Wednesday, August 24, 2005

Hitchens on Teaching the Controversy

Over at Slate, Christopher Hitchens has posted this essay facetiously supporting a “Teach the Controversy” approach to evolution and ID:

We do not and we should not teach rubbish and superstition alongside science. "Intelligent design" is not even a theory. It is more like a mentality. It admits of no verification or falsity and does not deserve to be mentioned in the same breath as a series of hypotheses and experiments that have served us well in analyzing the fossil record, the record of molecular biology, and—through the unraveling of the DNA strings—our kinship with other species. And this is to say nothing of the possibility of medical advances that may astonish us in our own lifetimes. To put astrology on the same blackboard as the Hubble telescope would be an approximate analogy. I was sent, this week, an article on “Intelligent Falling,” wherein certain advocates of “intelligent design” said that gravity was not a natural law because it did not explain matters such as angel flight or the fall of Satan from heaven, the latter of which was mandated rather than gravitational. As is so often the case with pieces that appear in the Onion, I honestly could not decide whether this was a clever hoax or not—the arguments were almost exactly as stupid as the real thing.

See the original for links.

Well said! Later he writes:

To my point, then. Why not make schoolchildren study the history of the argument? It would show them how to weigh and balance evidence, and it would remind them of the scarcely believable idiocy of the ancestors of “intelligent design.” The tale is both amusing and instructive, and it is a vital part of the history of the 19th and 20th centuries. How could intelligent scientific secularism lose if this were part of the curriculum? (Emphasis in Original).

Of course, if “Teaching the Controversy” meant presenting various discredited design arguments for the purpose of showing how science continually progresses towards better explanations for natural phenomena, then I would be all for it. What I oppose is any presenatation of ID as if it were a scientfic theory with any merit at all, much less a legitimate rival for modern evolutionary biology. Hitchens, obviously, opposes that as well.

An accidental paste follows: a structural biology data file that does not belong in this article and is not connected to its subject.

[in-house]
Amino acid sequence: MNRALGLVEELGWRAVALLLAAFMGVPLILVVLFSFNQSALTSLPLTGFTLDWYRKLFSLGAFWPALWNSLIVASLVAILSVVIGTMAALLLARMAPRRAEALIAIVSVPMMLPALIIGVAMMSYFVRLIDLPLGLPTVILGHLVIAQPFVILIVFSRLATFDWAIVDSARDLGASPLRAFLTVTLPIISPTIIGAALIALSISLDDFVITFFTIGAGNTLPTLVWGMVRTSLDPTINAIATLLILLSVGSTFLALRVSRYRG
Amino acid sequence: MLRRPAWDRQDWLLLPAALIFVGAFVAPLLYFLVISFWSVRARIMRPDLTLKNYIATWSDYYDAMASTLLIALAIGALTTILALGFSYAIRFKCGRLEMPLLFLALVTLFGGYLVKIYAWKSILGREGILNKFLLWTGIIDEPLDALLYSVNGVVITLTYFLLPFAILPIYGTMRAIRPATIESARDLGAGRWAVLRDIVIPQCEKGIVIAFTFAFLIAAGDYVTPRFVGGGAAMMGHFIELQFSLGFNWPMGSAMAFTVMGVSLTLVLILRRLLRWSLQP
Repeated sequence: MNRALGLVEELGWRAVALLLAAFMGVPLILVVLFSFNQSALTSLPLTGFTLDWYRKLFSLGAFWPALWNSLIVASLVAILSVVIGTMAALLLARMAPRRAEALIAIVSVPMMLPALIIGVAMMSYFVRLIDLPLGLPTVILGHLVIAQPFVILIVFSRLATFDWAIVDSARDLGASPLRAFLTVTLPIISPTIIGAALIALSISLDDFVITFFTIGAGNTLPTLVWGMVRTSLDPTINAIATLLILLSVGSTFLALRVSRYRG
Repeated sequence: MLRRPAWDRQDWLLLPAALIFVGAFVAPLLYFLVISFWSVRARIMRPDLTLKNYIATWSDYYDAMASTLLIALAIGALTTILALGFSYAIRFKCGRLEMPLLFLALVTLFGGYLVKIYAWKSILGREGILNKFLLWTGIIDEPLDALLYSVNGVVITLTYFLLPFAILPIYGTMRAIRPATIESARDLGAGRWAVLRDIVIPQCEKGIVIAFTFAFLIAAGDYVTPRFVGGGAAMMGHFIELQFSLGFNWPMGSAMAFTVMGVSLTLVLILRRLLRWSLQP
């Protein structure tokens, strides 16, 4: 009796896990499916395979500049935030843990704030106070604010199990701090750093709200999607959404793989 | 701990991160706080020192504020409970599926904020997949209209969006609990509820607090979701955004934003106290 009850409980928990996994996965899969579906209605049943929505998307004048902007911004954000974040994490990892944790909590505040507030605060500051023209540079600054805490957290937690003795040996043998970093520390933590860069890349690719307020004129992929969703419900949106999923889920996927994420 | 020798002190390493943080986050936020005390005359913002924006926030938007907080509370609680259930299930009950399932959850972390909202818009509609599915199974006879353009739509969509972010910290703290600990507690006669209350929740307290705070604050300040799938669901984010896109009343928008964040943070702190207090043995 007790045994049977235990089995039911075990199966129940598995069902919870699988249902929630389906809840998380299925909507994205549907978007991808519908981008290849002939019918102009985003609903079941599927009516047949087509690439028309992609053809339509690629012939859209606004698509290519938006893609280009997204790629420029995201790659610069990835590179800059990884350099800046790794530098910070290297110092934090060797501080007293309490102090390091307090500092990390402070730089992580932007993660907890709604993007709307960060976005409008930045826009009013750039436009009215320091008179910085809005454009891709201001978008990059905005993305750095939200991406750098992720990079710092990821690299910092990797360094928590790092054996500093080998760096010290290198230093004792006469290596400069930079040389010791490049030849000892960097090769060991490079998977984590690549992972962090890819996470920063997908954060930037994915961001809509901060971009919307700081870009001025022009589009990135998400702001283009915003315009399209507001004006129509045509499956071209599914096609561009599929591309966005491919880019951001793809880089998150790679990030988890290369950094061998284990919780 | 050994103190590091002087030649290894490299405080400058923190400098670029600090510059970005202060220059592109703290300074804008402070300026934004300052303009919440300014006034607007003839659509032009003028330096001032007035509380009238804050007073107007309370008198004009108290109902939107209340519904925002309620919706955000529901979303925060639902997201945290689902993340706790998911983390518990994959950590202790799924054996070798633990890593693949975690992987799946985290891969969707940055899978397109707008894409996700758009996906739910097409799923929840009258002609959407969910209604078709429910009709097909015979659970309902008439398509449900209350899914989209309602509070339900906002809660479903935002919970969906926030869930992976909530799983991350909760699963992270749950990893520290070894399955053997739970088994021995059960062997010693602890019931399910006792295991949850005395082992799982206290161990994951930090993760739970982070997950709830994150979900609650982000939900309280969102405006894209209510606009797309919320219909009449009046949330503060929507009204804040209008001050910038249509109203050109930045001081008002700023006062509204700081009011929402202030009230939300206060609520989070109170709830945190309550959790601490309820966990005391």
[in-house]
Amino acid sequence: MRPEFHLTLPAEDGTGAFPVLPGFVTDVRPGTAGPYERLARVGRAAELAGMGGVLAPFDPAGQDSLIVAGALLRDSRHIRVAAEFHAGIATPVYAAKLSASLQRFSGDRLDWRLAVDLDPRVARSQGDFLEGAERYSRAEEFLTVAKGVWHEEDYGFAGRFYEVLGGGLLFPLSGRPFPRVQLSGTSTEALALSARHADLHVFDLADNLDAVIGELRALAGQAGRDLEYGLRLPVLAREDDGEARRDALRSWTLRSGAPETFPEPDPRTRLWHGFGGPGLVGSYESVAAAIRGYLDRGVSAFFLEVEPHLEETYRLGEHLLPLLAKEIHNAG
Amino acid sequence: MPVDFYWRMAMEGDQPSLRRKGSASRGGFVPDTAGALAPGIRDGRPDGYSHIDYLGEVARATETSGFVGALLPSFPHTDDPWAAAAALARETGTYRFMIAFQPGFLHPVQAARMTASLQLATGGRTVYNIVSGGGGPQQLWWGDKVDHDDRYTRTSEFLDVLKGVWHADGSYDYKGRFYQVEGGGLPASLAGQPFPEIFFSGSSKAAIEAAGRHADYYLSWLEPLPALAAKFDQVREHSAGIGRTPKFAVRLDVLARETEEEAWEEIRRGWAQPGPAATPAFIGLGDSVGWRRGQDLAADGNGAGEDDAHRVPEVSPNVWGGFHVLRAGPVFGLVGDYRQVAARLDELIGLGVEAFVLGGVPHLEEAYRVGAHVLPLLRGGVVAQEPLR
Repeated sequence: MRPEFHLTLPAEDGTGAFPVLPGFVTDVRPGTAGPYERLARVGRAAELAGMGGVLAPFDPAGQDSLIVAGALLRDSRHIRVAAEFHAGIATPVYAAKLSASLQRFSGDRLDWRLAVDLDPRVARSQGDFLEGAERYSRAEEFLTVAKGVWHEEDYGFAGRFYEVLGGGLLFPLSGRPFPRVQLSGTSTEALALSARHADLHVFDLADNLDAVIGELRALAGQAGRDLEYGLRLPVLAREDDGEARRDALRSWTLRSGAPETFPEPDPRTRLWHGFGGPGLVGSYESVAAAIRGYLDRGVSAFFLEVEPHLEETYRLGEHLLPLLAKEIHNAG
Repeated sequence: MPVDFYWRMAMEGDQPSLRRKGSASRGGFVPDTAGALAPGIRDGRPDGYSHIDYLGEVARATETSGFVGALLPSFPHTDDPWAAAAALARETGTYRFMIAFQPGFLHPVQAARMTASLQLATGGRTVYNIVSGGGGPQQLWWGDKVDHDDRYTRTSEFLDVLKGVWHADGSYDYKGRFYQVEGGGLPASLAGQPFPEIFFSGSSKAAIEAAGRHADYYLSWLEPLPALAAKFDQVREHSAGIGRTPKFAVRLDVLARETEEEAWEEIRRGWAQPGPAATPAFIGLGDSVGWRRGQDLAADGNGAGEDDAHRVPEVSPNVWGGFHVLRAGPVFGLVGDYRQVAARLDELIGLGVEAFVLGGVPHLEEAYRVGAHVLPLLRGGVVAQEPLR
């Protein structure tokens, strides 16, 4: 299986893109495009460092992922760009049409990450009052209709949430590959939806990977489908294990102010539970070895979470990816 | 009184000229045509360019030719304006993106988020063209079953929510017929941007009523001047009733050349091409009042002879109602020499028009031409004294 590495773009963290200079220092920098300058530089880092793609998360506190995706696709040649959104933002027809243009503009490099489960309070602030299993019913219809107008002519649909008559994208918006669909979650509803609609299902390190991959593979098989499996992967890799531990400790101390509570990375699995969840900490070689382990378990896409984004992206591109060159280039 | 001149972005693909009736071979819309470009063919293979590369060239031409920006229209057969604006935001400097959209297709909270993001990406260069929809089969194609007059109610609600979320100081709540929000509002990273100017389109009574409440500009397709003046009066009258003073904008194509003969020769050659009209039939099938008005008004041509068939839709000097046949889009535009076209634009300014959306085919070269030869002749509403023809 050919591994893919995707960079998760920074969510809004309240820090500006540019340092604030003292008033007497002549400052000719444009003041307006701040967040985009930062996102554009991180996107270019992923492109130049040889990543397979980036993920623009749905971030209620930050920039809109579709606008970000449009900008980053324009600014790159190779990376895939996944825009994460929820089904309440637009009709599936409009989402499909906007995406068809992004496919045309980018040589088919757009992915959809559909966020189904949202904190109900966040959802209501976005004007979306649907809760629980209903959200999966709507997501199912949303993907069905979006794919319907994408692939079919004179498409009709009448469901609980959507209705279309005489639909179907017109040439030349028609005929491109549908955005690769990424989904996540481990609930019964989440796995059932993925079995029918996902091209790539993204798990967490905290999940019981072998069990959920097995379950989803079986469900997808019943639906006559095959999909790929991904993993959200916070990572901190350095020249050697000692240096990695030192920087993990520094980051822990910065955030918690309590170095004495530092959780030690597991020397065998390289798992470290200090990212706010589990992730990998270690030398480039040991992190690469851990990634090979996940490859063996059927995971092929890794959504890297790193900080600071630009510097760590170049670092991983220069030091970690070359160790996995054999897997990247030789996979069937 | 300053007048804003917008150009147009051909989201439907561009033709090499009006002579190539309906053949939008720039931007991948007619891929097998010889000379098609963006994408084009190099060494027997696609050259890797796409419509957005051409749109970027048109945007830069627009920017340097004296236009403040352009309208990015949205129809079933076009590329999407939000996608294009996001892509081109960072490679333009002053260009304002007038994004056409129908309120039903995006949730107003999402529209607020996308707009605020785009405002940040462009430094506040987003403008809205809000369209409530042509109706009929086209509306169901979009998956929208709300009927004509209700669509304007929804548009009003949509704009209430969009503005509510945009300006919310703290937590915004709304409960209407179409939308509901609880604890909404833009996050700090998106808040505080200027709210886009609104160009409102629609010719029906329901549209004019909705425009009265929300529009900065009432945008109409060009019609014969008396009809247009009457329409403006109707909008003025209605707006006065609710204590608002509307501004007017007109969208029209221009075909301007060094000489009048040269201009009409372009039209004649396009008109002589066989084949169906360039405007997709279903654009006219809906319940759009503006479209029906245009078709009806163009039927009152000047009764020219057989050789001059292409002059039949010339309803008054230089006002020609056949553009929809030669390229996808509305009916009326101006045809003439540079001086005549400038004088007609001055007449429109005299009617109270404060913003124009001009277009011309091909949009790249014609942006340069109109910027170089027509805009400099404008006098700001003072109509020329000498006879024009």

He concludes with this:

If we take the president up on his deceptively fair-minded idea of “teaching the argument,” I think we could advance the ball a little further in other directions also. Houses of worship that do not provide space for leaflets and pamphlets favoring evolution (not necessarily Darwinism, which is only one of the theories of evolution and thus another proof of its scientific status) should be denied tax-exempt status and any access to public funding originating in the White House's “faith-based” initiative. Congress should restore its past practice of giving a copy of Thomas Jefferson's expurgated Bible—free of all incredible or supernatural claims—to each newly elected member. The same version of the Bible should be obligatory for study in all classes that affect to teach “divinity.”

Hitchens' writing has been very uneven over the last few years, to put it mildly. But on these sorts of issues he is always spot on.


At 3:04 PM, Anonymous Anonymous said...

Excellent! Thank you for posting.
There actually might be something to this approach... It certainly seems "fair and balanced" to me!

At 3:36 PM, Anonymous Anonymous said...

wow everyone should stop right now and read that "onion" article referred to in the essay. It's howlingly funny!

At 7:57 PM, Anonymous Anonymous said...

I'm a big fan of Hitch, despite his unreadable pro-war columns of late.


At 10:07 AM, Anonymous Anonymous said...

I e-mailed the Onion atricle to a co-worker who is an ID believer and the irony went right over his head. Which really didn't surprise me.

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